In court, interest payments are considered a justified demand in relation to overdue accounts. If the creditor is able to prove that the business or purchase conditions are applicable, interest can be charged at 12% per annum.
In the event that no specific conditions were agreed, it is possible to request interest according to the European Directive, and in the Netherlands the so-called legal business interest rate, which is variable.
1.4. Debt Collection Costs Netherlands
In the amicable phase, Cosmopolite Collections are able to collect the client’s invoices and interest to a certain extent with collection costs.
Debtors are charged an extra 15% in collection costs over the principal amount, and we are fully focused on collecting costs within the bounds of law and jurisprudence.
From a legal point of view, the collection costs can only be recovered from the debtor on a scale related to the principal amount, which has been entrusted for collection.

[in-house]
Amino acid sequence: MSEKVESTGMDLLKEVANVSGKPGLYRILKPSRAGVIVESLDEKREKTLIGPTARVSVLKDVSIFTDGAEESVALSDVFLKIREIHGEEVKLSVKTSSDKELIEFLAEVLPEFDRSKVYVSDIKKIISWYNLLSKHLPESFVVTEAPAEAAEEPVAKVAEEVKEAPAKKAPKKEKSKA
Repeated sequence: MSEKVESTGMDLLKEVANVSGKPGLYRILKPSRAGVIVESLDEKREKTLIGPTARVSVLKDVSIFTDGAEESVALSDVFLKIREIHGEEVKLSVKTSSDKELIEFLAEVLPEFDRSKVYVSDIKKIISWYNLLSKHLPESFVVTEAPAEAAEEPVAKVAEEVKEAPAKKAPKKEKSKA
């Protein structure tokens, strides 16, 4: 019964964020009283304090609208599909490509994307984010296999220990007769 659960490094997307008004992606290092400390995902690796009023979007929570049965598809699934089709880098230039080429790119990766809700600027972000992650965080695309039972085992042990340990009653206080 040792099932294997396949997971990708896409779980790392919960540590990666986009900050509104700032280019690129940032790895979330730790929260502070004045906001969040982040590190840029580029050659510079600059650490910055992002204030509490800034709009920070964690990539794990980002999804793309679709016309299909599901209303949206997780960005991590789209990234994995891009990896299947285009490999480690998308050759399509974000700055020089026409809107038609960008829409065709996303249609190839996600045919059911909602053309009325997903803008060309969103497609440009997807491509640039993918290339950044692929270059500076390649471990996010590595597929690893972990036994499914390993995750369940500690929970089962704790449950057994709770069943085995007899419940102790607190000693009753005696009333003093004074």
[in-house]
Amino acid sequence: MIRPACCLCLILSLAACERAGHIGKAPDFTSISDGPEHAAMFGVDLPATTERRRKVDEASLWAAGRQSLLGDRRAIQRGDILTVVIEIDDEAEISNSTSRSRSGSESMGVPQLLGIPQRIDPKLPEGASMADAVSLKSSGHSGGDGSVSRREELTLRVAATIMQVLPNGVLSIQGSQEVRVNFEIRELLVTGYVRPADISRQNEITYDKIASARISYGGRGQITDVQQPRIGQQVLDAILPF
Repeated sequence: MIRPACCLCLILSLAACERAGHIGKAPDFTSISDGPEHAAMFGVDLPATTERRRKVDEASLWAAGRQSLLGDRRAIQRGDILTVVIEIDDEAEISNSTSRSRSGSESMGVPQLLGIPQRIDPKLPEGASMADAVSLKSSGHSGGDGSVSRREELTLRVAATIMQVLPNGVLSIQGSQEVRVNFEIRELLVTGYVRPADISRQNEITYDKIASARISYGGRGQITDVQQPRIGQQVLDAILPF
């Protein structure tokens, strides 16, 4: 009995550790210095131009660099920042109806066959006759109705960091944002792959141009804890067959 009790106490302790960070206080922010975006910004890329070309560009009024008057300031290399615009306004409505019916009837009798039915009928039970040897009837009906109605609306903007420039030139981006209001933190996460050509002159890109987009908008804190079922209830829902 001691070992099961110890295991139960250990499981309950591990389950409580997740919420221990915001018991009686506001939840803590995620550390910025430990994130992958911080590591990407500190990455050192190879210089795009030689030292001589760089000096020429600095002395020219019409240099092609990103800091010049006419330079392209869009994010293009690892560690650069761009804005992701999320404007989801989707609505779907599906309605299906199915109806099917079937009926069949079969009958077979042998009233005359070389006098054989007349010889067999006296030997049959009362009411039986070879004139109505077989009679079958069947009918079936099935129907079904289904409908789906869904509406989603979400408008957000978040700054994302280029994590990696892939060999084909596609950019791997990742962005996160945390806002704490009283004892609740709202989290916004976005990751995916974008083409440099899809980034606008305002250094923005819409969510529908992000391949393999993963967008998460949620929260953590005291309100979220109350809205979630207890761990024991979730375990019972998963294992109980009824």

If it is successful in collecting the principal amount, it is possible to recover a certain amount of collection costs from the debtor through legal proceedings.
The court uses a tariff table related to the legal proceedings in order to identify what amount of collection costs can be recovered from the debtor. It is a complicated issue in jurisprudence, and there is usually only a small amount granted, despite clauses in a written agreement and/or purchase conditions.
In fact, the judge is free to condemn the debtor to pay collection costs as long as they are considered reasonable, but the granted costs are normally part of the provision agreed with the client. In 2012, a bill was passed that sets out the levels of collection costs to be paid by private persons or consumer debtors who are in default.
These specific legal collection costs are more or less aligned with the jurisprudence. It should be noted that the legal collection costs also apply in the businessto- business segment as long as the parties do not agree otherwise.
Since legal proceedings concerning collection costs are time-consuming and costly for debtors and creditors, we are quite successful in reaching agreements with debtors with respect to collection costs.